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Is Gore warming up for another presidential run?
McClatchy Newspapers


July 05, 2006

BEVERLY HILLS, Calif. -- Al Gore faced an unwelcome choice when a fan pushed a copy of his new book at him for his autograph.

Inside the cover she wrote, "Plan to run for president in 2008?," with boxes marked "yes" or "no." Gore paused, then scribbled one word - "plans"- next to the "no" box and checked it. No plans, but not a firm "no."

His artfully qualified answer underscored the fact that, despite his protests, Gore refuses to rule out another run for president. He's keeping his options open.




"If he is running, he's doing all the right things," said Brian Melendez, chair of Minnesota's Democratic Party. "He tried it the traditional way the last time and look what it got him. This time, he's a passionate man indulging his passion. If it happens to take off for him in the next year, he would be very well-positioned."

His crusade to curb global warming by staging an award-winning movie and writing a best-selling book is pushing him back into the spotlight - and into the hearts of rank-and-file Democrats in ways that more conventional politicians can only envy. In the process, he's invented a deceptively clever path back into presidential politics, should he decide to take it.

While it's not a traditional campaign, "it's the most brilliant campaign anyone is running right now," said Martin Peretz, a longtime Gore friend and editor in chief of the New Republic magazine. "It may be the most brilliant campaign launch in our time."

At a recent book signing in Beverly Hills, hundreds of people waited for as long as four hours to see Gore in a line that stretched more than a block. When he first walked in, tieless and clad entirely in black like some latter-day Johnny Cash, he was greeted by chants urging him to run.

"You're president in our hearts," said Julia Winbrandt, an administrative assistant from Los Angeles.

To those urging him to run, the former vice president repeated again and again that he had no plans to run. But he never ruled it out.

"He says he has no plans. But plans change," said Angela Cortez of West Hollywood, a sales director of a matchmaking service.

Indeed, the man who won the popular vote in 2000 but lost the presidency to George W. Bush has endeared himself anew to many Democrats. Some still think he was unfairly denied victory in 2000; others think he's the party's best hope for winning in 2008, especially those who are convinced that Sen. Hillary Rodham Clinton, D-N.Y., the presumed front-runner, can't win a general election.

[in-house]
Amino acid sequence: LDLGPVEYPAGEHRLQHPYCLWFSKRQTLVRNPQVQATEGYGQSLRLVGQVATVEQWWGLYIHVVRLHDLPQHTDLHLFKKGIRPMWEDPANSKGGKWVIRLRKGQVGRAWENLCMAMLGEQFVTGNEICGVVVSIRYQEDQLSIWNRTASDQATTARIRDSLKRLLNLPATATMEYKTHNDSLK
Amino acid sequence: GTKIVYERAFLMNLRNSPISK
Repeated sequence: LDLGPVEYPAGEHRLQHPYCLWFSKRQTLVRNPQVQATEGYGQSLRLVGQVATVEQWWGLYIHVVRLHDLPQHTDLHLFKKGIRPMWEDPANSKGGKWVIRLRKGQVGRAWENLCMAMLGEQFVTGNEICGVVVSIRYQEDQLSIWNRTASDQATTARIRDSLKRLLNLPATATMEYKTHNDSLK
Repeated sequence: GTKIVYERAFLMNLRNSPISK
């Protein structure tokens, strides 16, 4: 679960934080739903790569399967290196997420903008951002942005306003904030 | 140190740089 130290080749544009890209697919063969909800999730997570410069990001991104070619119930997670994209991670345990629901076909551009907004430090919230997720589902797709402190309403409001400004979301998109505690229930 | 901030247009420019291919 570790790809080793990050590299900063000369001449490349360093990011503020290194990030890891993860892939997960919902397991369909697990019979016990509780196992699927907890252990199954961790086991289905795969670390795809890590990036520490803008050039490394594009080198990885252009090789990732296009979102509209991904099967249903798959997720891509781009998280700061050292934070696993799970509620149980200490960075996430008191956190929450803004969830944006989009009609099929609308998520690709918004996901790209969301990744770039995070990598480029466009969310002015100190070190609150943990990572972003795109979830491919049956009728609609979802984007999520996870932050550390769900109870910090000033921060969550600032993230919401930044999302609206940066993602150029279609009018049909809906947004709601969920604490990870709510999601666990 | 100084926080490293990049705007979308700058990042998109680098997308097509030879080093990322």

Gore already had delighted liberals with his early, full-throated opposition to the Iraq war. Now he's developing new ways to reach them through, the Internet-based political-organizing group, bypassing the traditional news media that filtered his message and often ridiculed him in 2000.

The one-two punch of his movie and book about global warming, "An Inconvenient Truth," presents him as devoted to a cause bigger than himself and thus less narrowly partisan than other potential 2008 candidates.

To be sure, the movie/book campaign reflects Gore's longtime interest in global warming. But tellingly, it's also about Al Gore.

Both the film and the book include numerous infomercials about Gore himself - about how his son's auto accident gave him perspective on life, about how a beloved sister died of cancer, about his love of nature and his down-home roots on a farm in Tennessee.

By crusading against global warming as a moral imperative, Gore appears to be renouncing political self-interest, which gives greater credibility to his cause while also potentially making himself all the more beguiling.

"He's got the best of both worlds," said Terry Lierman, the state Democratic Party chairman in Maryland. "He's not chasing it, and he's being pursued."

One reason that Gore is shunning the traditional approach to running for president, of course, could be that he really doesn't want to run.

But if that's true, he could flatly rule it out.

Another possible motive is that his hint of possibly running makes the media more interested in him, creating more buzz and interest in his cause.

Yet another is that his non-campaign campaign is putting him in a better position to run later and delay having to make all the grueling fund-raising calls and chicken-dinner speeches that other candidates will have to start soon. This strategy would allow Gore to enter the race late, declaring that he hears the demand for a draft. But it also would leave him the option of declining to run, if by, say, late 2007, he doubted that he could win his party's nomination.

"My guess is that he doesn't want to run and lose the nomination," Peretz said. "He wouldn't be as edgy about losing to a Republican."


Steven Thomma is a correspondent in the McClatchy Washington Bureau.
He is available at sthomma(at)
Distributed to subscribers for publication by Scripps Howard News Service.

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